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Jan 31 08 6:38 PM
"Serco Denholm Marine Services Ltd and Damen Shipyards Gorinchem have signed Shipbuilding Contracts for 29 new vessels as part
of a 15 year programme to deliver marine services to the Royal Navy.
These new vessels will operate in a fleet of around 110 vessels operated by Serco Denholm in both port and deepwater operations at
HM Naval Bases Portsmouth, Devonport, Clyde and the Kyle of Lochalsh.
The contract covers an extensive range of services, including:
The majority of the new build vessels will be based on standard Damen designs. The following list of vessels applies to the
contract with Serco Denholm Marine Services Ltd:
Serco Denholm will be supported by the Briggs Group, who will provide navigation buoys and mooring maintenance support. Damen
Shipyards Gorinchem has also been awarded a contract from Briggs for the supply of a 61 meter Buoy Handling Vessel (Damen AHTS 6114) to maintain the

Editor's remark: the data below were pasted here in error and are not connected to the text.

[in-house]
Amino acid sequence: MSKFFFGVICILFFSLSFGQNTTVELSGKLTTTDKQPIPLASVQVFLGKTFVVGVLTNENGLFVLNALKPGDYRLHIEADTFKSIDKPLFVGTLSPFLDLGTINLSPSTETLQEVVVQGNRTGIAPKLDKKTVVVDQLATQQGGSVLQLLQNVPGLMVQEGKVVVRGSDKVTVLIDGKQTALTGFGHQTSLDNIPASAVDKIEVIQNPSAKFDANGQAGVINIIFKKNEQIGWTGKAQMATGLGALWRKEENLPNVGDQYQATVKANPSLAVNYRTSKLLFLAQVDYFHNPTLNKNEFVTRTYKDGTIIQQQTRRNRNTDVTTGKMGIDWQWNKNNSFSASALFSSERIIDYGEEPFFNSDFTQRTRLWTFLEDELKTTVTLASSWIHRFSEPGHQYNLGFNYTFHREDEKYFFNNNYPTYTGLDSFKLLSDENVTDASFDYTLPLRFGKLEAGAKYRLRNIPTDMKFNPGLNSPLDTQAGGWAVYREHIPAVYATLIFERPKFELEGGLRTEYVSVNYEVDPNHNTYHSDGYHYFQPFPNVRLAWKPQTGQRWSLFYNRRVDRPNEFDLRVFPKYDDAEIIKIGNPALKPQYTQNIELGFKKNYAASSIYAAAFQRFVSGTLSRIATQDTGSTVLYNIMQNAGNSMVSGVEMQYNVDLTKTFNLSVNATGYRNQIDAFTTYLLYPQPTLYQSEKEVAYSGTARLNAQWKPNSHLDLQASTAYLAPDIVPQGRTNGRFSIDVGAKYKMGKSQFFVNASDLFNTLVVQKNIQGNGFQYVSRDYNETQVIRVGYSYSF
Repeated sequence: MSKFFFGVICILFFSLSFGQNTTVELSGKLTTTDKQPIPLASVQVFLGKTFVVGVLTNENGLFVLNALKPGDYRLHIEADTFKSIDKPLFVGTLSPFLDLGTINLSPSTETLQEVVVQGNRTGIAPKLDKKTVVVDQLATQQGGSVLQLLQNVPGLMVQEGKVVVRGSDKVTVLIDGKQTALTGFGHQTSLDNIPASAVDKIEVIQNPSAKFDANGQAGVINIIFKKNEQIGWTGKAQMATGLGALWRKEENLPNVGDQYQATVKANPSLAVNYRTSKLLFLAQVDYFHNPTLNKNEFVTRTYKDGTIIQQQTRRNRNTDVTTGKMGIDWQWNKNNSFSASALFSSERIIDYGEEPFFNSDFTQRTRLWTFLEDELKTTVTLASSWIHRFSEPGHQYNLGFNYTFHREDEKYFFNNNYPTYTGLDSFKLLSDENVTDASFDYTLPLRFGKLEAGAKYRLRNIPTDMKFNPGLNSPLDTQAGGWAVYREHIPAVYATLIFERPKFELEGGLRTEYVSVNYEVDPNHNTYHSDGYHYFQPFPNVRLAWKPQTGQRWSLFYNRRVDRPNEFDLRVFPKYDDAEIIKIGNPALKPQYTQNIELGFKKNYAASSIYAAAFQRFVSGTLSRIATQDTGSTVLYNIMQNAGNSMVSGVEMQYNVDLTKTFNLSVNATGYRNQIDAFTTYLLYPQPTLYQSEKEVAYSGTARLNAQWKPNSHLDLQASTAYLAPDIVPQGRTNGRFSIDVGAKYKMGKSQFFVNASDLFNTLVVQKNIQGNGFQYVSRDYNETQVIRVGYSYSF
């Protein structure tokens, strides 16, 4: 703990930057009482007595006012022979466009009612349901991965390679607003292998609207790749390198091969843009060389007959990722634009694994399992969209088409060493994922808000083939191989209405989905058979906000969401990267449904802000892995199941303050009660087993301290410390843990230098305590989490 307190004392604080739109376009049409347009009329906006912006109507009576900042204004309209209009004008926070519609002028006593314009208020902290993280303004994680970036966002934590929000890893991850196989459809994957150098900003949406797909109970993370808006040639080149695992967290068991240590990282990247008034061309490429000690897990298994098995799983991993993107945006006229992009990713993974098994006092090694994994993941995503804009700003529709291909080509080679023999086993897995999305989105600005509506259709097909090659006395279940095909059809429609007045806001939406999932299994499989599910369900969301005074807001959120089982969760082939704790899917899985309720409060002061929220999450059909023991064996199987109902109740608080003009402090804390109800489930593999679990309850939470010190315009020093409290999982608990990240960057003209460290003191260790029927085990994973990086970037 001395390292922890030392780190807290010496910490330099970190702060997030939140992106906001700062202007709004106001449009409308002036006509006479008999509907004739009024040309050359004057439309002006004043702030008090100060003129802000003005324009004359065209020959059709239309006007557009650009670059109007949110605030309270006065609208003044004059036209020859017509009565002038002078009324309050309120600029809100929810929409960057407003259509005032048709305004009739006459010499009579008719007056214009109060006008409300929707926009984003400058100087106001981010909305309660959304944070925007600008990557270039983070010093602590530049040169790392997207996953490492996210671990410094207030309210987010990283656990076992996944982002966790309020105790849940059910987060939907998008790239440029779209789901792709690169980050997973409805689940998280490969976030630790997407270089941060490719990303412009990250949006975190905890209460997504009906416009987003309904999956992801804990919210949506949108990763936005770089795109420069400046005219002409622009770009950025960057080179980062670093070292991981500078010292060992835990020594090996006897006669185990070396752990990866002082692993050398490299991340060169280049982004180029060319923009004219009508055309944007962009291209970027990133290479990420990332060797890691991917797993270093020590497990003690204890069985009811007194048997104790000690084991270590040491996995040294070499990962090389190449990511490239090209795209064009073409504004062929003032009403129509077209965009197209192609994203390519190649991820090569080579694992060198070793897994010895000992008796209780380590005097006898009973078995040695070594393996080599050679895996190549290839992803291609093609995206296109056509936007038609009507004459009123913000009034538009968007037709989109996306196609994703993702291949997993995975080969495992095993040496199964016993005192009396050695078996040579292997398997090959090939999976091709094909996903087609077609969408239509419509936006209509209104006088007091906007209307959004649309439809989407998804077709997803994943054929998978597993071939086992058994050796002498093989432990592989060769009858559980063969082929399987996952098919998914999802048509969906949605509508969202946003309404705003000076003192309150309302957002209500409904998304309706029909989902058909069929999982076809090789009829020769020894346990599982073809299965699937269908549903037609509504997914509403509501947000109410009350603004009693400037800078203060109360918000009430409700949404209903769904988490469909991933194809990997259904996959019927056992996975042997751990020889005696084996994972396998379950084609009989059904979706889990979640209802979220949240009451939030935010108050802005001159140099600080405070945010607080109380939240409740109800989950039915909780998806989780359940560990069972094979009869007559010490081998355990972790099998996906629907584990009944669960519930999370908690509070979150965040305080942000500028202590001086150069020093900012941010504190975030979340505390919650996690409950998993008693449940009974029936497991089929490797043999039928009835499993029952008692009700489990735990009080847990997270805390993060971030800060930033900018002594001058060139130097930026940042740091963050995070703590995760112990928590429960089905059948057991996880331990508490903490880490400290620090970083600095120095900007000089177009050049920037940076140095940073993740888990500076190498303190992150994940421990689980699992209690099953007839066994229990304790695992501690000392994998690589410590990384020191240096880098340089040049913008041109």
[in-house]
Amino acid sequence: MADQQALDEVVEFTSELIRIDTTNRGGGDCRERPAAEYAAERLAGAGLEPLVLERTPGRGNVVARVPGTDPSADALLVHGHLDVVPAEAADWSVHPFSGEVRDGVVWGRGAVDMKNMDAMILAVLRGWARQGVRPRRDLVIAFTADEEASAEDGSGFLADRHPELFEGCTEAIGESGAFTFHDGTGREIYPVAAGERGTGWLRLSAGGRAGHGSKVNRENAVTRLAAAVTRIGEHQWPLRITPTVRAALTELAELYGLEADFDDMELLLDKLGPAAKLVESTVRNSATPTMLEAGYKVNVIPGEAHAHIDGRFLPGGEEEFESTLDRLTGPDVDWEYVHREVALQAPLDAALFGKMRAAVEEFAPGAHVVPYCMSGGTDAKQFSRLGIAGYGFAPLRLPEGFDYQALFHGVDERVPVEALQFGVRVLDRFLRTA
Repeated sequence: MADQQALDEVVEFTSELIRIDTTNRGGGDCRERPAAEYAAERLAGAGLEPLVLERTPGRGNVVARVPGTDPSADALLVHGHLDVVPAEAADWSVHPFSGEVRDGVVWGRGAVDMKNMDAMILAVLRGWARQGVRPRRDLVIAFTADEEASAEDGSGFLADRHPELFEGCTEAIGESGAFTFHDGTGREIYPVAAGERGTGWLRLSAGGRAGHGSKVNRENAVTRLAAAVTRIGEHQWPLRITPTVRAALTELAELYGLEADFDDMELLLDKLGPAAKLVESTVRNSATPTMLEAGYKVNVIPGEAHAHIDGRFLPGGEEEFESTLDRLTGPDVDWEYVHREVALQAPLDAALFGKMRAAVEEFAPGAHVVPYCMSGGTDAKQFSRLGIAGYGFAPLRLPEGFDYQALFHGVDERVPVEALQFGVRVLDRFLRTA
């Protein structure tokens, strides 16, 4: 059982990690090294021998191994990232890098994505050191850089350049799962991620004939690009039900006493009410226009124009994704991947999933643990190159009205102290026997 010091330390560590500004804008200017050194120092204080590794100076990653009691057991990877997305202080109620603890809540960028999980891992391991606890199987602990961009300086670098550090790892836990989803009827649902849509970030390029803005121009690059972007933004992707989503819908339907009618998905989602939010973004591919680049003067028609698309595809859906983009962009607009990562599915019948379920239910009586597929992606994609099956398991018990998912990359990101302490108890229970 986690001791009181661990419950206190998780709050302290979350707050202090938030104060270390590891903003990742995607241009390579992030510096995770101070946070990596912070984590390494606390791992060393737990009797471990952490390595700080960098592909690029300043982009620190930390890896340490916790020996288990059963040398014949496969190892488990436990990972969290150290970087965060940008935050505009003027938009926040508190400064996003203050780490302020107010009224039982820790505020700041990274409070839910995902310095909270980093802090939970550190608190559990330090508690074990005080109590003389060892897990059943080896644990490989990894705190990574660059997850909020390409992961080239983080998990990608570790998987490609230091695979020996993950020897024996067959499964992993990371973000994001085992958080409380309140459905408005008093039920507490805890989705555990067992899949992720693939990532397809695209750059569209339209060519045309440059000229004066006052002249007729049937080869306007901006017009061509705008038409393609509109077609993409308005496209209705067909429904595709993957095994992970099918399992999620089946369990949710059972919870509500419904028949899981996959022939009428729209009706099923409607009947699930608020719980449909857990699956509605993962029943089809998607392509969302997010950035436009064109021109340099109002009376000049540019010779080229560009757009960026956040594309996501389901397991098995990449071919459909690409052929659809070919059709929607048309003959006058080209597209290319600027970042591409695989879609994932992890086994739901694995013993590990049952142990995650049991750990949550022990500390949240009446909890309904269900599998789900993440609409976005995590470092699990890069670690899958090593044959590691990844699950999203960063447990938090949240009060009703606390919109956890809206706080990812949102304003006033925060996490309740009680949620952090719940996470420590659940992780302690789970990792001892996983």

larger Naval Buoys around the UK.
The vessels will be delivered in 2008, 2009 and 2010. The first vessel, a Damen Pushy Cat 1204, has already been delivered to
Portsmouth, just three weeks after contract signature.
For Damen, the contract with Serco Denholm Marine Services Ltd is one of the largest single contracts for workboats in its
history. The combined value of this contract together with the contract with the Briggs Group is €160 million.
Jan 31 08 11:53 PM
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Feb 7 08 12:37 AM
Mikey, no doubt, and I didn't mean to imply it was a replacement. I was just pointing out that it could be used as a cheaper option for land attack
instead of Tomahawks. Also, I think there'd be more chance of fitting a ship with Harpoons than Tomahawks just from a political perspective (as well as
Harpoon is one of a few missiles originally restricted to anti-ship use which have gained a land attack capability, usually with much increased range over
the original version. MM.40 Block 3, RBS.15, Teseo Mk. 2. Worth thinking about which one to buy.
Feb 8 08 4:22 PM
Shipbuilding unveiled its ocean-capable patrol vessel design which was developed to meet the lower tier of the Royal Navy's Future Surface Combatant
(FSC) programme. Under the current plans the programme will consist of three tiers of ships - CI, C2 and C3 - to replace the service's Type 22 and Type
23 frigates, mine countermeasures vessels and survey ships. VT derived the 100-metre design with a displacement of about 3000 tonnes from the ocean patrol